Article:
wood/acrylic chair; 12 photographs 4x6 framed as a single unit (cm 160 x 32); black cotton rug (cm 150 x 90)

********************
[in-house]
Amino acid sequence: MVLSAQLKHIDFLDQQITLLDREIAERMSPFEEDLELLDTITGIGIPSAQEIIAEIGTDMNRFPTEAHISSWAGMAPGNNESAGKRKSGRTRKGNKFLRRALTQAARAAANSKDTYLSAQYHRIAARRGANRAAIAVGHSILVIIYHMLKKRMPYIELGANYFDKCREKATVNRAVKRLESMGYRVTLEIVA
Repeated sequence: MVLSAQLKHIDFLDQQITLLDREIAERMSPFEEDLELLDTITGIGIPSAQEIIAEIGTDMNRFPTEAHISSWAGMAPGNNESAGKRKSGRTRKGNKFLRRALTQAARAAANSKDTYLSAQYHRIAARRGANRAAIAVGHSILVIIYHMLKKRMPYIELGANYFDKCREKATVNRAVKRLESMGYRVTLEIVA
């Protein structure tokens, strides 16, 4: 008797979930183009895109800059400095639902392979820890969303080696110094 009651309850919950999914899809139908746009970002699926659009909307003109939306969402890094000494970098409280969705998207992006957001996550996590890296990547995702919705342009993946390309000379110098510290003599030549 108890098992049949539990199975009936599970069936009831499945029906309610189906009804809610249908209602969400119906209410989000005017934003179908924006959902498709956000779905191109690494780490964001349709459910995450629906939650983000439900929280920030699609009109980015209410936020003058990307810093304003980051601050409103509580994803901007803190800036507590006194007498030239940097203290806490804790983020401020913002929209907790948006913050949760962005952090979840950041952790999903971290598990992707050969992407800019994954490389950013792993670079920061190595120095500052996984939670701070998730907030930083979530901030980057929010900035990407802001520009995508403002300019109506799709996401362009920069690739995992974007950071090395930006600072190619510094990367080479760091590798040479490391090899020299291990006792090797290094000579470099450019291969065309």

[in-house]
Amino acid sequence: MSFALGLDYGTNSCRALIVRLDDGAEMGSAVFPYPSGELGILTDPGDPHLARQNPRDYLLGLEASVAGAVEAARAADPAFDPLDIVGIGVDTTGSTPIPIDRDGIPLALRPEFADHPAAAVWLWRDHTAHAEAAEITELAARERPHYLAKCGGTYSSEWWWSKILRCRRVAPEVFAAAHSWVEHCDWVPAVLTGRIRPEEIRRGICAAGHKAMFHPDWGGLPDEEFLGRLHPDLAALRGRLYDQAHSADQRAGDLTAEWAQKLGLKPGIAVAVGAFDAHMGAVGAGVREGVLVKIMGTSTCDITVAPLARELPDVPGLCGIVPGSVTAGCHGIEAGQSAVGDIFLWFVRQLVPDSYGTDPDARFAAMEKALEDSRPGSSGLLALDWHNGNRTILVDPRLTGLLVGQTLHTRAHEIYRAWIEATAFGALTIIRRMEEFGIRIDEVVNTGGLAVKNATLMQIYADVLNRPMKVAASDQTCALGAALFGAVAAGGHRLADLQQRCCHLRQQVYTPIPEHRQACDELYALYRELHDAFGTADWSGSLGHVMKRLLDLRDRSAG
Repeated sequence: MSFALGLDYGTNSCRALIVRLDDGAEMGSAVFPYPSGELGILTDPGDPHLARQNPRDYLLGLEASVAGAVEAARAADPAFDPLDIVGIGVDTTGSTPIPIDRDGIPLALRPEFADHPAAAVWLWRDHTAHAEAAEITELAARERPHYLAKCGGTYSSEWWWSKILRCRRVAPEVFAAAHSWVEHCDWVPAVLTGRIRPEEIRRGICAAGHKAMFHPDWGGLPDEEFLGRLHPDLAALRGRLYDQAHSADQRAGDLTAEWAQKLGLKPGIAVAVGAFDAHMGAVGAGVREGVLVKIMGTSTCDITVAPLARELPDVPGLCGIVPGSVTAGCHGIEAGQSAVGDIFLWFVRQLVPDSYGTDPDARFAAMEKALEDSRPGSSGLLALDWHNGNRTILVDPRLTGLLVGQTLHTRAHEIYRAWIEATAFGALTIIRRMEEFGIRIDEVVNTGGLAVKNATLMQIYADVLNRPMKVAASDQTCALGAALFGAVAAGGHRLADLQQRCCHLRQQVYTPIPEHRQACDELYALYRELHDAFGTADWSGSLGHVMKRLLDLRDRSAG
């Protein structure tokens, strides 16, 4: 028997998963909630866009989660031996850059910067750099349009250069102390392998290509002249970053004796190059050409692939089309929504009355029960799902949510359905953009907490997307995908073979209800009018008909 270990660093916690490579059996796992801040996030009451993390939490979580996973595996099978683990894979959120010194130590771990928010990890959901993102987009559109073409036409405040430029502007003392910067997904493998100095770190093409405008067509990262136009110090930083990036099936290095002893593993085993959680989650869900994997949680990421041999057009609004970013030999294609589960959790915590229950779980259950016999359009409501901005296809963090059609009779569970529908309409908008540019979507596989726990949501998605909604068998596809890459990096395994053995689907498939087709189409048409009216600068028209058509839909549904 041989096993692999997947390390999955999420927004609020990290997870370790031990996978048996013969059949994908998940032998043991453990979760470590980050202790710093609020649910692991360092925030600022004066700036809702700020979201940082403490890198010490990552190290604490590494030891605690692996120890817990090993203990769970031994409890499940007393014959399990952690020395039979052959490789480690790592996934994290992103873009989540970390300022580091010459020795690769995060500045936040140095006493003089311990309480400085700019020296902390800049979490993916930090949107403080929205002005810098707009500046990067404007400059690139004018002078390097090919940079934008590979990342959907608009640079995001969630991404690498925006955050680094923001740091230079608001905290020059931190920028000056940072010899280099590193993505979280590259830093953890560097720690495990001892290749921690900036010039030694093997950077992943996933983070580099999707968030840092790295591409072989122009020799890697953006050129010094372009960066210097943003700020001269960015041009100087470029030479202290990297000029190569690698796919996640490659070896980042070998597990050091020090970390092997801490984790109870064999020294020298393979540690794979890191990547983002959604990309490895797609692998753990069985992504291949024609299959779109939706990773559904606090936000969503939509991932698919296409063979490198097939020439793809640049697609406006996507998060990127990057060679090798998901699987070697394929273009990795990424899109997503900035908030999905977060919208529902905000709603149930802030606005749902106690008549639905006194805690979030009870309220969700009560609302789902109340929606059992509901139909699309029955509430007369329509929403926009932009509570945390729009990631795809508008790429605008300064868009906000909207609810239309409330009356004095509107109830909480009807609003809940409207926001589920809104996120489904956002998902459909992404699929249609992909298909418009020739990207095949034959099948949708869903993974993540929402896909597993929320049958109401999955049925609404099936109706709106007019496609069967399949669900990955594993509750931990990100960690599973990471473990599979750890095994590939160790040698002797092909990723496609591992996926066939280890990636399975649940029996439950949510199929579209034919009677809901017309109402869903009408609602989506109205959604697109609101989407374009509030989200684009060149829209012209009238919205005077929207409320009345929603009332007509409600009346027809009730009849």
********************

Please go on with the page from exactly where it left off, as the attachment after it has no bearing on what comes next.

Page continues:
Mass-produced items sold as component parts to be assembled by the end user occupy a peculiar place in the readymade family. Such items reach the market at a liminal stage of existence – their potential has to be ‘realised’ by the consumer who, in return for a lower price tag, has to take ownership for the last stage of production – assembling. A special relationship between consumer and manufacturer is established, one that sees the consumer partaking in the process of production. ‘Partake,’ rather than ‘participate,’ because the consumer’s contribution is predetermined by the manufacturer and integral to their marketing strategy – the self-assembly stage is itself an aspect of consuming the item. Nevertheless, it’s precisely at this stage that, incidentally, a gap is opened in the production flow – at this point, consumers may ‘perform’ the script provided by the manufacturer (a set of instructions conceived as a sort of pictorial Esperanto intended for worldwide circulation), or they may decide to edit the script and claim authorship on the result. non-IVAR combines strategies of sampling, hacking and detouring to effect the redemption of a mass-produced item, turning it from an undifferentiated replica into an ‘original’ while retaining all the form and function of the displaced replica. Redemption comes at the price of a permanent scar, the trace of a symbolic act of initiation – the item’s form and function are first destroyed through halving, and then re-constituted into a new whole, identical to the displaced replica in appearance while profoundly different as a metaphysical entity – simultaneously the same and not the same.